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Realizing the promise of glycobiology

Glycans and Lysosomal Storage Diseases

In patients with lysosomal storage diseases, genetically-caused enzyme deficiencies result in fragments of undigested glycans accumulating in the lysosomes of cells, producing cell, tissue, and organ dysfunction. The family of lysosomal storage diseases includes approximately forty inherited diseases such as Tay Sachs disease, Metachromatic Leukodystrophy, Fabry disease, and the Mucopolysaccharidoses (MPS). The progressive clinical course can include mobility problems, cardiovascular and respiratory complications, facial abnormalities, hearing and vision loss, profound mental retardation, spinal cord compression, and other serious symptoms with often fatal consequences.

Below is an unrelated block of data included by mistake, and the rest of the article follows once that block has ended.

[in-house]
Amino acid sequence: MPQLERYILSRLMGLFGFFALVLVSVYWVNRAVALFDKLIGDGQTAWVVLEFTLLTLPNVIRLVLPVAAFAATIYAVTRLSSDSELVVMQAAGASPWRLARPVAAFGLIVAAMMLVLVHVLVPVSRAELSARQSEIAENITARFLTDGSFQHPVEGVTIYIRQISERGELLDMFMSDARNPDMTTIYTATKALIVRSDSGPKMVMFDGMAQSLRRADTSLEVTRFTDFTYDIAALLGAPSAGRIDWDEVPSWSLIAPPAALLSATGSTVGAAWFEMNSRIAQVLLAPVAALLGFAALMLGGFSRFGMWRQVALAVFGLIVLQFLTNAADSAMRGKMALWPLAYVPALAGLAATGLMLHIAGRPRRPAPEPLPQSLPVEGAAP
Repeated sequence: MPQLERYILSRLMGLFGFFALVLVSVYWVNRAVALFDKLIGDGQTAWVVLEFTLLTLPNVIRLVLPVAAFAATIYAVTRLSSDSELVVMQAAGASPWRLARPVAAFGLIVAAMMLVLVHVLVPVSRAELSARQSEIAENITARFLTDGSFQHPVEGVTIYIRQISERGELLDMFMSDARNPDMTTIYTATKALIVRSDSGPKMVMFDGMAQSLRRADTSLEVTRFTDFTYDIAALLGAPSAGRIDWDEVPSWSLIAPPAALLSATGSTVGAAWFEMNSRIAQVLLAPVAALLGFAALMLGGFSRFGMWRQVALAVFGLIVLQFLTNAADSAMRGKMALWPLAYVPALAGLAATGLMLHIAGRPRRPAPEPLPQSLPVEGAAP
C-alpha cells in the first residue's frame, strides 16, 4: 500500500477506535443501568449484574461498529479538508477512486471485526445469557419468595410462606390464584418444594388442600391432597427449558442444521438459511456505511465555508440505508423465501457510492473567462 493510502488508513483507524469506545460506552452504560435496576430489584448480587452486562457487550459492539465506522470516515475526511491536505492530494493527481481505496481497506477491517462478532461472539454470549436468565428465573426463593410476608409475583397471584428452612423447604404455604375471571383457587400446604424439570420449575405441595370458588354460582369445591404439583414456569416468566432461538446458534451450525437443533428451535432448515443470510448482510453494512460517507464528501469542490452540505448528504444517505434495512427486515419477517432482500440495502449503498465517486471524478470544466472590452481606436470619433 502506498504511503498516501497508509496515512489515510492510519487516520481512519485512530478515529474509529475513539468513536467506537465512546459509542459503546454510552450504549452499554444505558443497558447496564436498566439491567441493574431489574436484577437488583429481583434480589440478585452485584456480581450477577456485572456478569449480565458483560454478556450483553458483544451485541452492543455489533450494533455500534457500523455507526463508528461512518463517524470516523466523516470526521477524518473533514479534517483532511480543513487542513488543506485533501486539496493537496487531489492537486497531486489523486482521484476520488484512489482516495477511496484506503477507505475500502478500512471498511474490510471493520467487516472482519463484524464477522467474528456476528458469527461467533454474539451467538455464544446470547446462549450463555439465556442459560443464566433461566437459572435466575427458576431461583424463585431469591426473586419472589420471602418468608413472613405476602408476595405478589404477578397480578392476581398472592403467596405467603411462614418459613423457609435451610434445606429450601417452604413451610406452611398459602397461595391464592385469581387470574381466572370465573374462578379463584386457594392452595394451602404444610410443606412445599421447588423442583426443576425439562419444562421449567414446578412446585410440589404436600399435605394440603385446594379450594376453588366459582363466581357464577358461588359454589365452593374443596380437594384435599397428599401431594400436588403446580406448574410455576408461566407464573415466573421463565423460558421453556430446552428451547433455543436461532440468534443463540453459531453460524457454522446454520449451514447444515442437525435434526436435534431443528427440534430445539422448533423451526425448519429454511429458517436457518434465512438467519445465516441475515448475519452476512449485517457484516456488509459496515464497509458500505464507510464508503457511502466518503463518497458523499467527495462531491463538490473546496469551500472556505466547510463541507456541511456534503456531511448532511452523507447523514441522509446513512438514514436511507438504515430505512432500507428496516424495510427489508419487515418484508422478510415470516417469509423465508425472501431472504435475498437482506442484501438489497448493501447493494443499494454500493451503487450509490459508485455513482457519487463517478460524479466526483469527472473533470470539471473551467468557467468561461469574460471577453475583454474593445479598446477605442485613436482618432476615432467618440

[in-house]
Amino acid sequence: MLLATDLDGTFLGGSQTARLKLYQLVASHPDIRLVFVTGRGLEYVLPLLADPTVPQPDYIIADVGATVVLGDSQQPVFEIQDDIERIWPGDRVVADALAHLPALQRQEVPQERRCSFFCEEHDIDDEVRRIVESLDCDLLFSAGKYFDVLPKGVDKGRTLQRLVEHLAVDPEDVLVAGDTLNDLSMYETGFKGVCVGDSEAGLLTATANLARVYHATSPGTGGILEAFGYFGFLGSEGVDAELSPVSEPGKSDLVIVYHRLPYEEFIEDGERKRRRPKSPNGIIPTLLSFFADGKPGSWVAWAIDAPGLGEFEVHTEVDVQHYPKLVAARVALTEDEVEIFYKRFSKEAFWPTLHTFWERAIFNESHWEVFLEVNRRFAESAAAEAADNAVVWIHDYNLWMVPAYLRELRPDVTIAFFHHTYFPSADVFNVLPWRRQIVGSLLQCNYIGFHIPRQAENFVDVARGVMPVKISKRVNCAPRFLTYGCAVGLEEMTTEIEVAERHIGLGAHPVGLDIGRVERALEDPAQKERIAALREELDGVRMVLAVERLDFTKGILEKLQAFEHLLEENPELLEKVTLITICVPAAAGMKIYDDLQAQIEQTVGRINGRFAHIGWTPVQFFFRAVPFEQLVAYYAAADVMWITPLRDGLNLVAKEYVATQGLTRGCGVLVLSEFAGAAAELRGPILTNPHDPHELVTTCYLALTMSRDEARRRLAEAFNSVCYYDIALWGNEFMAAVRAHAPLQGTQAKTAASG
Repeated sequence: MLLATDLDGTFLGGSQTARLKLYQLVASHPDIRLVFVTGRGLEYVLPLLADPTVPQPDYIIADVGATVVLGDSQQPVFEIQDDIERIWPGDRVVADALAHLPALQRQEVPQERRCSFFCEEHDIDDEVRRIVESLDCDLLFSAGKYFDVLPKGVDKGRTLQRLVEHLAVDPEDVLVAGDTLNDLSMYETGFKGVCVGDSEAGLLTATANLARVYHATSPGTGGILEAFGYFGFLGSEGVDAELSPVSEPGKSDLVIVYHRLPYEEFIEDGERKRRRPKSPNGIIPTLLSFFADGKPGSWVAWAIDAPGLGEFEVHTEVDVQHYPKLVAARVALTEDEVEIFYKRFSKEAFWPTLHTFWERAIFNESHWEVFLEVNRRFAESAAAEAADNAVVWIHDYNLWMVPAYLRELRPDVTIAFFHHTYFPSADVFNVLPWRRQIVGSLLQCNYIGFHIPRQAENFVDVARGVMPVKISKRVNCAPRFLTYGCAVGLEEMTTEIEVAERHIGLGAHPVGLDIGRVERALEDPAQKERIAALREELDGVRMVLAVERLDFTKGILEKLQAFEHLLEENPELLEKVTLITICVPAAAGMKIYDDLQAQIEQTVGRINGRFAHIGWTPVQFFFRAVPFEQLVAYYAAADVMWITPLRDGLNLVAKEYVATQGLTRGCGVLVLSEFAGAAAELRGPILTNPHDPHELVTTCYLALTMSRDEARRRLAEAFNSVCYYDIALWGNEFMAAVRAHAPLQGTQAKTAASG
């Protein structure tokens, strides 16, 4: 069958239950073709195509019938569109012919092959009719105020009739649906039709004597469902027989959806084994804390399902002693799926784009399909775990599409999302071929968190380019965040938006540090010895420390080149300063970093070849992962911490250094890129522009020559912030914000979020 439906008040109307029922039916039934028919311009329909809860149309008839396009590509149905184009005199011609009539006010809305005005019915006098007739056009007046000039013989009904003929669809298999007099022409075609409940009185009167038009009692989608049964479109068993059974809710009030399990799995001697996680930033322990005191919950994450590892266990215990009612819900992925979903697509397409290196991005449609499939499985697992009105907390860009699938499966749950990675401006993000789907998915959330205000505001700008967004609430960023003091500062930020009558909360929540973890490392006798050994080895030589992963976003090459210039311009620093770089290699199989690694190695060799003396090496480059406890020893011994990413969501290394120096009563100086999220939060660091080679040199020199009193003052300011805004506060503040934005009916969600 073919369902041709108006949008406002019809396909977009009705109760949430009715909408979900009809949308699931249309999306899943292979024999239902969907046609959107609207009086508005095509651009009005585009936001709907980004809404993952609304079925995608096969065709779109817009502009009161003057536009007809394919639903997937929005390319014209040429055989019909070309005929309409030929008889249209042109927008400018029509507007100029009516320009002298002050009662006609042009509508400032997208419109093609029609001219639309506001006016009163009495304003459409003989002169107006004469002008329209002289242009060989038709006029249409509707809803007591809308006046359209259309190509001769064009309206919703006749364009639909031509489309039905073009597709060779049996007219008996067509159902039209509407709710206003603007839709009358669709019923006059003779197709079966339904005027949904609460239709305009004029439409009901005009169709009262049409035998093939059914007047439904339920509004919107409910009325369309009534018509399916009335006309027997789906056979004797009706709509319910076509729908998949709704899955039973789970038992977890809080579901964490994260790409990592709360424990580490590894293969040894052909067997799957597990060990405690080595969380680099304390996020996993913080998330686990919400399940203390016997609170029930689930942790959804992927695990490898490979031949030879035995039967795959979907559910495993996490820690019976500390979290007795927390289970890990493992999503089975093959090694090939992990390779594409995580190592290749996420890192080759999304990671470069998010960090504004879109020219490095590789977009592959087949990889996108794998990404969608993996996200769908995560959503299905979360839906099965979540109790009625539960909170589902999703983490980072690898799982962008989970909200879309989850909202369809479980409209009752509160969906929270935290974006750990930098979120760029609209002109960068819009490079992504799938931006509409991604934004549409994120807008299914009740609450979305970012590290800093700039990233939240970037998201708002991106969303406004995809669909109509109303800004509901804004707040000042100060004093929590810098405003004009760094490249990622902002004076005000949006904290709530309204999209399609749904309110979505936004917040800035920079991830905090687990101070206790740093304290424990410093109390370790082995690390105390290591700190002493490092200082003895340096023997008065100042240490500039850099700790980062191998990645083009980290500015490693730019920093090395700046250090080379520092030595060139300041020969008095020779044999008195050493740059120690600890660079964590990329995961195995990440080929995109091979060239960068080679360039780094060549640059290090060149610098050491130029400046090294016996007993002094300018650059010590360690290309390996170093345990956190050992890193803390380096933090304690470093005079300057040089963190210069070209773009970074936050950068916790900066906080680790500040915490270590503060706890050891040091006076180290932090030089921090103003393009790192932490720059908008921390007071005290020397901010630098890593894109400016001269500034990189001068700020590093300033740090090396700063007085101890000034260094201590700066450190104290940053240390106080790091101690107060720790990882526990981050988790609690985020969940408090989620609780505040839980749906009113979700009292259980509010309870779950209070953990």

For some lysosomal storage diseases, existing therapies (enzyme replacement therapy) have demonstrated clinical benefit. However, intravenously infused enzymes do not cross the blood-brain-barrier and therefore cannot prevent the severe neurological decline associated with many lysosomal storage diseases. In addition to neurological decline, patients can continue to experience other debilitating and sometimes fatal symptoms due to poor tissue penetration, immune tolerance, and other limitations of existing treatments. As a result, novel approaches are required to reduce the severe morbidity and mortality associated with these diseases.